Whenever Gladstone was getting close to the answer, the Irish would change the Question." Like all great humourists, W. C. Sellar and R. J. Yeatman based their satire on a foundation of reality. Their characterisation of the mutual incomprehension and distrust that has dogged relations within and between John Bull's two islands remains as valid today as it was when Gladstone was losing Home Rule Bills or when 1066 and All That was published in 1930.
As one observer put it soon after last Friday's bomb had shattered the 17-month ceasefire: "The trouble is that each party to this whole business will think that it confirms their worst suspicions about everyone else." The temptation to throw up one's hands in horror and give way to despair is understandable. What can we do? What can our leaders do? And what can academics possibly do?
Not to despair is the first answer. The Docklands bomb was a dreadful setback to hopes of peace in Ireland, but at the time of writing it was not clear that it had destroyed them. More parochially, it no more invalidates the academic efforts that have gone into studying Northern Ireland, its society, history, idiosyncrasies and misfortunes than the fall of the Berlin Wall rendered specialists in Marx obsolete.
There is no point inflating expectations of what academics can contribute. If Northern Ireland's problems are to be solved, it will have to be done by the politicians. But who informs the politicians, and the public to whom they are answerable, is another matter. Here academics have a vitally important role. In this conflict, with its deep historical roots, politicians need guidance not only from their civil servants and political colleagues, but from those whose knowledge of Northern Ireland and how it got that way is informed by a longer, deeper perspective.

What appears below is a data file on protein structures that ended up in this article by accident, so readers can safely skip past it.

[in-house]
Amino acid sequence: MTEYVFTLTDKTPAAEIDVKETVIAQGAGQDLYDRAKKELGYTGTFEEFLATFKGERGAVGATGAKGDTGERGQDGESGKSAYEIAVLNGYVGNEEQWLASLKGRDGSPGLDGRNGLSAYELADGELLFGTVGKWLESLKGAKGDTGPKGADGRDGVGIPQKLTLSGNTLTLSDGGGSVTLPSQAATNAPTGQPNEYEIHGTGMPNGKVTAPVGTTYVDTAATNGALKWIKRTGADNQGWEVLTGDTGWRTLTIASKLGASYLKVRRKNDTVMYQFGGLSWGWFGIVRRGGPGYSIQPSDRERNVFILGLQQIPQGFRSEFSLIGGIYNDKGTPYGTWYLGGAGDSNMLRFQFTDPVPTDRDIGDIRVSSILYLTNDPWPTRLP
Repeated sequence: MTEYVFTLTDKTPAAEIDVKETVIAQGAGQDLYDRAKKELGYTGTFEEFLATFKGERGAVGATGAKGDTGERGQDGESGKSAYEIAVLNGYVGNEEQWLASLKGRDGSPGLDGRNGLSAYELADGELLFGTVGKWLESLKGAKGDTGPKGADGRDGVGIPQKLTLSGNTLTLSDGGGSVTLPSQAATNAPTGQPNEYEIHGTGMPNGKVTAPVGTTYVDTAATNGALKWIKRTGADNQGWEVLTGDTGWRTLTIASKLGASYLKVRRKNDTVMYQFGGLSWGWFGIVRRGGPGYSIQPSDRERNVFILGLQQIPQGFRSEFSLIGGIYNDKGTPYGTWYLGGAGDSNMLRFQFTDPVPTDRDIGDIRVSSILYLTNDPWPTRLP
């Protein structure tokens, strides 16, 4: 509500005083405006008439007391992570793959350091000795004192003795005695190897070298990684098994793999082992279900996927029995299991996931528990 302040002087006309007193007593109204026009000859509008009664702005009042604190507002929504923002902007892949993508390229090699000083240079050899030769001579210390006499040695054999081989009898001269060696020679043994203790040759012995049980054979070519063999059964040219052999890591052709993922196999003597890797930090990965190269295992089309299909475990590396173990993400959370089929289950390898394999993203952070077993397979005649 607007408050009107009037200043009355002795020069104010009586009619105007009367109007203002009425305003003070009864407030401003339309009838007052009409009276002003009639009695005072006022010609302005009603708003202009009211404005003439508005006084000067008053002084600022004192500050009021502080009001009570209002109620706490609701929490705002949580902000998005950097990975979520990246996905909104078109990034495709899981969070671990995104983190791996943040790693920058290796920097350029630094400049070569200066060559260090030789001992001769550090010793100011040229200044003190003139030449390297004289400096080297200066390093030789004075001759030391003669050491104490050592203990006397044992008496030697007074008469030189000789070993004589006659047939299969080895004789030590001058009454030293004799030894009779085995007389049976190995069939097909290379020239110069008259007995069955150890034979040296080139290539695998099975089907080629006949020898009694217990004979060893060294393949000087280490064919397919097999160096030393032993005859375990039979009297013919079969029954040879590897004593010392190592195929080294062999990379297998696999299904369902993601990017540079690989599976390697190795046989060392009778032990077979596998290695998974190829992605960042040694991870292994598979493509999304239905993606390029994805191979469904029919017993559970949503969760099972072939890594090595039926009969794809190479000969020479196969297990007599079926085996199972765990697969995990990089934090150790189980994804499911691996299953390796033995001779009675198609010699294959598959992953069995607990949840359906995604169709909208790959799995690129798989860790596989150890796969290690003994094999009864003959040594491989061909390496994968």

There is a role for media commentators and advisers, with the radio interview and the by-lined column. There is a place too for the often unacknowledged supply of background information and analysis. The 119 journalists who have spoken to Steve Bruce of Aberdeen University since the ceasefire started will undoubtedly have gone away both wiser and better informed about Irish affairs. The same goes for those who have spoken to Brendan O'Leary of the London School of Economics, Paul Bew of Queen's Belfast or a dozen more specialists.
To study, to explain, to make the apparently incomprehensible clear to a wider audience. This is what academics are for. That mission to study and to explain means long-term commitment. There are frustrations for any academic whose work acquires resonance in the wider world: people, particularly politicians, tend to select what they want from an expert's work and bend it to uses which were never intended and may not be much liked. But that risk has to be taken. Where there is superstition, ancient hatred and distrust somebody has to explain and someone should challenge entrenched ideas. If academics do not provide such in-depth understanding, who will?
And there may be more that can be done. There is on occasion a role for conciliation. This may even be a growth academic area with the university as neutral ground. Academics at both universities in Northern Ireland have played their part in cross-sectarian discussions, initiatives and institutions such as Ulster's Centre for the Resolution of Conflict. They need encouragement and support. So do events like Salford's seminar programme (page 3) and NUS/USI's community programme and forthcoming conference (page 1). It is worth remembering the vital role Norwegian academics played in brokering the Middle Eastern peace process - but also that it was up to Rabin and Arafat to deliver.